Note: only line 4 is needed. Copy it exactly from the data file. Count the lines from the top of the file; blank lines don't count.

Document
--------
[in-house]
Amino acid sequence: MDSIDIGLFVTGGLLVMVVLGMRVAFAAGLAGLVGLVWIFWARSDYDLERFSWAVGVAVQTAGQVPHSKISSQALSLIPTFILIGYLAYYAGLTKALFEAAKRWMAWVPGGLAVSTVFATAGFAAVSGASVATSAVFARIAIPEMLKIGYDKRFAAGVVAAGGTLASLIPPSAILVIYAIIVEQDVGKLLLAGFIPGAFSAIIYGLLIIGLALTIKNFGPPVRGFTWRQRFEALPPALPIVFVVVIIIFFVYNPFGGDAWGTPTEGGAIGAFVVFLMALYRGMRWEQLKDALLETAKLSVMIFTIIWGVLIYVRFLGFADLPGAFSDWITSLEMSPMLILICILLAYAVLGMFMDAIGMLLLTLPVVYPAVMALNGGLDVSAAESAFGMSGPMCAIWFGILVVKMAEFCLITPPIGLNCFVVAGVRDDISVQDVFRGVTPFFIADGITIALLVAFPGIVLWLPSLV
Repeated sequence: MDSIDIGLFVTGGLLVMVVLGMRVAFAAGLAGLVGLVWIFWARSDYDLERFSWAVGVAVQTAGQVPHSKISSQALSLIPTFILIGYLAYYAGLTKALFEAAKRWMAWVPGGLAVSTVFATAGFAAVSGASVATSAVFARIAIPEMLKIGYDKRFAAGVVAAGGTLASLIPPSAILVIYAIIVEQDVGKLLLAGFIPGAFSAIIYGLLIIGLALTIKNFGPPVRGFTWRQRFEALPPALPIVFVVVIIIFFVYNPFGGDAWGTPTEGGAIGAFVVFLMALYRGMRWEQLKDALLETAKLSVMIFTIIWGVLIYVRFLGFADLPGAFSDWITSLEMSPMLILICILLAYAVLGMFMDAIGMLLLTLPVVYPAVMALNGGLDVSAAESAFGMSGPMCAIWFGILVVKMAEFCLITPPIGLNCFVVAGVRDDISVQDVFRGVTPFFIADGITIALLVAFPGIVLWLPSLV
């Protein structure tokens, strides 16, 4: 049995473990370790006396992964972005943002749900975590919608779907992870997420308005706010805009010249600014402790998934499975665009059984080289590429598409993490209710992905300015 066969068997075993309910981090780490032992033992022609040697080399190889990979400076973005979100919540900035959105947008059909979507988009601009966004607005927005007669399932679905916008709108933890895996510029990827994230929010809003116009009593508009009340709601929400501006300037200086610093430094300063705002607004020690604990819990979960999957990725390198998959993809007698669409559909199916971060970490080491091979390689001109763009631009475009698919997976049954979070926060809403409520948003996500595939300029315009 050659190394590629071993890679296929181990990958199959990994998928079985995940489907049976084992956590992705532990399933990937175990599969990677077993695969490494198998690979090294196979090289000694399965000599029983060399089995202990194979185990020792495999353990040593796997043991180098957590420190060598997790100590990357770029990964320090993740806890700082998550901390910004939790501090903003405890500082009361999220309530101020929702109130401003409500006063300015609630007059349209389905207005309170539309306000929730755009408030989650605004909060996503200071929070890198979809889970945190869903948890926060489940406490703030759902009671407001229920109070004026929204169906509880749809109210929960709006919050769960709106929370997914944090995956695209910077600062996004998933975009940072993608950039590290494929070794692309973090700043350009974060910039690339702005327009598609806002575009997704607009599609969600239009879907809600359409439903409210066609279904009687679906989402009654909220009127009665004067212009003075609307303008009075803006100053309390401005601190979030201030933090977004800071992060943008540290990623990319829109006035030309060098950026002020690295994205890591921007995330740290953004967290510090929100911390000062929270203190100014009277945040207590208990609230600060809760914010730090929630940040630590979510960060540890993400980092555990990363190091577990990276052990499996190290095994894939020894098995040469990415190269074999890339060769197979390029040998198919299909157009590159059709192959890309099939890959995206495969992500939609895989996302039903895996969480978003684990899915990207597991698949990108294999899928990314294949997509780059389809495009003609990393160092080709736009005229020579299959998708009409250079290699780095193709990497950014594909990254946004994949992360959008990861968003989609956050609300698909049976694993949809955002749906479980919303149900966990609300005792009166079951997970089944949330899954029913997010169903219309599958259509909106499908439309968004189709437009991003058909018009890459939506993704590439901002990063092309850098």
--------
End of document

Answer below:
């Protein structure tokens, strides 16, 4: 049995473990370790006396992964972005943002749900975590919608779907992870997420308005706010805009010249600014402790998934499975665009059984080289590429598409993490209710992905300015 066969068997075993309910981090780490032992033992022609040697080399190889990979400076973005979100919540900035959105947008059909979507988009601009966004607005927005007669399932679905916008709108933890895996510029990827994230929010809003116009009593508009009340709601929400501006300037200086610093430094300063705002607004020690604990819990979960999957990725390198998959993809007698669409559909199916971060970490080491091979390689001109763009631009475009698919997976049954979070926060809403409520948003996500595939300029315009 050659190394590629071993890679296929181990990958199959990994998928079985995940489907049976084992956590992705532990399933990937175990599969990677077993695969490494198998690979090294196979090289000694399965000599029983060399089995202990194979185990020792495999353990040593796997043991180098957590420190060598997790100590990357770029990964320090993740806890700082998550901390910004939790501090903003405890500082009361999220309530101020929702109130401003409500006063300015609630007059349209389905207005309170539309306000929730755009408030989650605004909060996503200071929070890198979809889970945190869903948890926060489940406490703030759902009671407001229920109070004026929204169906509880749809109210929960709006919050769960709106929370997914944090995956695209910077600062996004998933975009940072993608950039590290494929070794692309973090700043350009974060910039690339702005327009598609806002575009997704607009599609969600239009879907809600359409439903409210066609279904009687679906989402009654909220009127009665004067212009003075609307303008009075803006100053309390401005601190979030201030933090977004800071992060943008540290990623990319829109006035030309060098950026002020690295994205890591921007995330740290953004967290510090929100911390000062929270203190100014009277945040207590208990609230600060809760914010730090929630940040630590979510960060540890993400980092555990990363190091577990990276052990499996190290095994894939020894098995040469990415190269074999890339060769197979390029040998198919299909157009590159059709192959890309099939890959995206495969992500939609895989996302039903895996969480978003684990899915990207597991698949990108294999899928990314294949997509780059389809495009003609990393160092080709736009005229020579299959998708009409250079290699780095193709990497950014594909990254946004994949992360959008990861968003989609956050609300698909049976694993949809955002749906479980919303149900966990609300005792009166079951997970089944949330899954029913997010169903219309599958259509909106499908439309968004189709437009991003058909018009890459939506993704590439901002990063092309850098």